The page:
Canberra, Australia--This action by 40 people received
enormous TV, radio and print coverage for 4 days. It made the
front page of the Canberra Times and ran nationally on TV News.
Thirty-eight hens were rescued from Parkwood Eggs--the largest
battery egg factory in the ACT [the Australian Capital Territory,
comparable to Washington, DC] by our undercover rescue team.
Photo by Gloria Gamboz
Distressed and sick hens, this photo and below,
from Monatalto Poultry Farms in Australia.
On Friday, April 2, I entered the first battery shed with 39
other people, all with rescue bags holding first-aid equipment.
The lights automatically came on in the sheds at 4 a.m. and we
began to look for sick and injured hens. Diana Simpson videotaped
I immediately saw that a majority of the hens had gross
inflammation (erythema) and swelling on various parts of their
bodies. The most notable were on the abdominal region and around
the vent area. The erythema was also prevalent on the crop area
of many birds. This is all documented in the video footage.
What gave me particular distress was that the birds
suffering this gross inflammation had no choice but to sit
against a wire floor. This is comparable to a person with severe
bed sores being made to lie on a wire bed frame instead of a
I also witnessed horrific debeaking on the majority of hens,
several combined with a top crossed-over beak. How hard it is for
these deformed, mutilated birds to eat properly.
I removed several very sick birds from the cages and tagged
them with an ID Number. These birds were removed by team members
from the shed at 4:30 a.m. and taken to a veterinarian for
treatment. The birds with severe erythema and swelling were quite
heavy, possibly from excess fluid. This made it hard to get them
out of the cages. The cage door was very difficult to take on and
off. The opening was not large enough to remove the hens without
severely distressing them.
At 5:30 a.m. I rang the police for assistance and urged them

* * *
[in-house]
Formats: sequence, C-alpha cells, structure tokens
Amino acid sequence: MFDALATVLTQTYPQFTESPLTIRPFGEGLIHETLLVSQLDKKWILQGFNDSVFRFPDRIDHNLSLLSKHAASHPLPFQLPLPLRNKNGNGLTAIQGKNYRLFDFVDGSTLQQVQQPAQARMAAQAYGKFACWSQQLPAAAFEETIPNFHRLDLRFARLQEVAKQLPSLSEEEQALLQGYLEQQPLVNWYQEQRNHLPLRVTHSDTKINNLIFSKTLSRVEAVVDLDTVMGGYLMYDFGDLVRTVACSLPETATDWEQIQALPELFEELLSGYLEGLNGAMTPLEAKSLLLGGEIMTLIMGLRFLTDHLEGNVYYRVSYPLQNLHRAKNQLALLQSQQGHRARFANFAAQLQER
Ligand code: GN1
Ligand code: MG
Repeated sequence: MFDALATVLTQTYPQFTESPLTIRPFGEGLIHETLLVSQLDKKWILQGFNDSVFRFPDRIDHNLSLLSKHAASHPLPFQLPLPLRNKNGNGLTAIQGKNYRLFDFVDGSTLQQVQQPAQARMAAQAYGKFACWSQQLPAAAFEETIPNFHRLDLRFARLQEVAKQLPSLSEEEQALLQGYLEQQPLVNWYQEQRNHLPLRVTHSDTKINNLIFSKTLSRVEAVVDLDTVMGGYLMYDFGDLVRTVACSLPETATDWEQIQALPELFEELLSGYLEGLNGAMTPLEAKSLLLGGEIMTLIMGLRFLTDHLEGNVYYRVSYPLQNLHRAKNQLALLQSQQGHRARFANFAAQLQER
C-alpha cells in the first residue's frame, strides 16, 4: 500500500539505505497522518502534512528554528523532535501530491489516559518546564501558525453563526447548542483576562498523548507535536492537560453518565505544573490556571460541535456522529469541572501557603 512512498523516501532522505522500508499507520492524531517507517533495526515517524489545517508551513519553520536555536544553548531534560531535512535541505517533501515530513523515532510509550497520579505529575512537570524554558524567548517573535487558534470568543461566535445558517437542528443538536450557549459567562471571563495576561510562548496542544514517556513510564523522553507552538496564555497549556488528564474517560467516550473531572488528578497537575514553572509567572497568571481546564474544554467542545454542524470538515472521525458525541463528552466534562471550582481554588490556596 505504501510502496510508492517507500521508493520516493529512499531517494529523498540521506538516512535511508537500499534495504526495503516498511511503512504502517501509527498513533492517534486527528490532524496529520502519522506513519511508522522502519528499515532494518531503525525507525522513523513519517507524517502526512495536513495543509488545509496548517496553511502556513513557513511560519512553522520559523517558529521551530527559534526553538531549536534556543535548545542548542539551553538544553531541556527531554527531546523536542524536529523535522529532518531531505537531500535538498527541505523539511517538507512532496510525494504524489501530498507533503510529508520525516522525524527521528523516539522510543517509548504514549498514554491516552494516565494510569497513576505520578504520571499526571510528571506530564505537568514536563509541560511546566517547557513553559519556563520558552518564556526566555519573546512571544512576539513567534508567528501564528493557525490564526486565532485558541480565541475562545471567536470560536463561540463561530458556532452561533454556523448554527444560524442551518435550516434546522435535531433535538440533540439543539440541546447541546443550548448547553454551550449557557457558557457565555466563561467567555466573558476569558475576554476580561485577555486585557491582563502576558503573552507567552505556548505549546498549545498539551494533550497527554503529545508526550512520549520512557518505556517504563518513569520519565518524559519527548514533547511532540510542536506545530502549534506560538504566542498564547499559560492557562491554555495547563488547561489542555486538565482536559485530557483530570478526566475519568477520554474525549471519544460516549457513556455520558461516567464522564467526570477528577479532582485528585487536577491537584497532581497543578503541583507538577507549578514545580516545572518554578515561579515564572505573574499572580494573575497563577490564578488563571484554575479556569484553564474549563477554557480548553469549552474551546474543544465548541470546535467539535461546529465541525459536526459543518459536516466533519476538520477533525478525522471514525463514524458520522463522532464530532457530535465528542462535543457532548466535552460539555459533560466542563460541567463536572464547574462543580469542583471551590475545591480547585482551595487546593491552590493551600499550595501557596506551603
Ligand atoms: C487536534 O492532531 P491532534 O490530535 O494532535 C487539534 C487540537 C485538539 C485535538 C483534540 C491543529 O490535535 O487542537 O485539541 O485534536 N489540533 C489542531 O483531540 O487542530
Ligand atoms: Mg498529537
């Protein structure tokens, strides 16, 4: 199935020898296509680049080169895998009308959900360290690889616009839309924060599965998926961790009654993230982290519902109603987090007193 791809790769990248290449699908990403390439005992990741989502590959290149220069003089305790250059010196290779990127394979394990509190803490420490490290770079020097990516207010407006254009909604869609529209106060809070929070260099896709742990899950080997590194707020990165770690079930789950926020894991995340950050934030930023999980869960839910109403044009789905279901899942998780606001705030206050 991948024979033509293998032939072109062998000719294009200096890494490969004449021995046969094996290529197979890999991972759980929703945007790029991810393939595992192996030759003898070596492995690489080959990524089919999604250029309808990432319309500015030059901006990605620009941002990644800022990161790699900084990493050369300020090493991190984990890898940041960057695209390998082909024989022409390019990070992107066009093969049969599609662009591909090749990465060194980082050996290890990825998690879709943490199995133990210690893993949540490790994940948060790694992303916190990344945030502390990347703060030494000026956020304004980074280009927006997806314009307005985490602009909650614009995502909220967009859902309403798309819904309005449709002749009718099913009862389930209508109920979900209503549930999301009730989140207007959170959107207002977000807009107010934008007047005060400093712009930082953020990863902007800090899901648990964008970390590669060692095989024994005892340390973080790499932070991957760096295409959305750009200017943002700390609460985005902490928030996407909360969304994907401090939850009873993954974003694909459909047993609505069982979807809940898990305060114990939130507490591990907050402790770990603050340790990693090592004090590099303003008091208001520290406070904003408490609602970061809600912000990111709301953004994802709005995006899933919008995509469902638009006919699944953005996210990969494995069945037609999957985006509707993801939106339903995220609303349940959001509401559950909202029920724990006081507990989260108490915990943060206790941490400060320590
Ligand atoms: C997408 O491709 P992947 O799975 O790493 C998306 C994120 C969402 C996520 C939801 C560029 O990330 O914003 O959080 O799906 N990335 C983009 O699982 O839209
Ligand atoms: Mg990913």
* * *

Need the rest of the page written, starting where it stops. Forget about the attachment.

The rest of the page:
to bring a veterinarian. By the time the police arrived two and a
half hours later, many other sick birds needing immediate medical
attention had been found by other team members working in the
sheds. Several of these hens died later in the morning after our
appeals for veterinary help failed.
Photo by Debra Tranter
One very ill hen had symptoms that suggested Marek's disease
[a fatal viral cancer of the nervous system in factory-farmed
chickens]. She was unable to hold her head up. It just twisted
and curled limp.
The police refused to call a veterinarian. At noon, I and 17
others were arrested and driven to the lock-up cells. I felt
terrible being led out of the shed by police, walking along the
whole length of the shed past the crying hens in their hideous
predicament. . . .
*Patty Mark is the Editor of Animal Liberation Action
Magazine, the quarterly publication of the national organization,
Animal Liberation, in Australia. Patty and her team have been
investigating and documenting the treatment of battery-caged hens
and rescuing these hens since the early 1990s. She has been
jailed numerous times. Patty and her team put the plight of
battery hens before the Australian public through the national
news coverage they've received. Their publicity recently led the
conservative RSPCA to urge the Australian public to boycott
battery hens' eggs.
*Diana Simpson films the conditions inside the hen houses.
Patty Mark told UPC: "Diana is the wonderful, amazing woman on
our rescue team who takes ALL THE VIDEO footage. She is an
exceptionally quiet, shy person. She refuses to speak in public,
but comes into her own once in a shed with her video camera. She
is also one of the bravest people I've ever met. She was hit by a
farmer the last time we were at Montalto Poultry [documenting
conditions and rescuing hens]."
Diana will be with Patty at our
Conference in June!
We Hope to See You, too!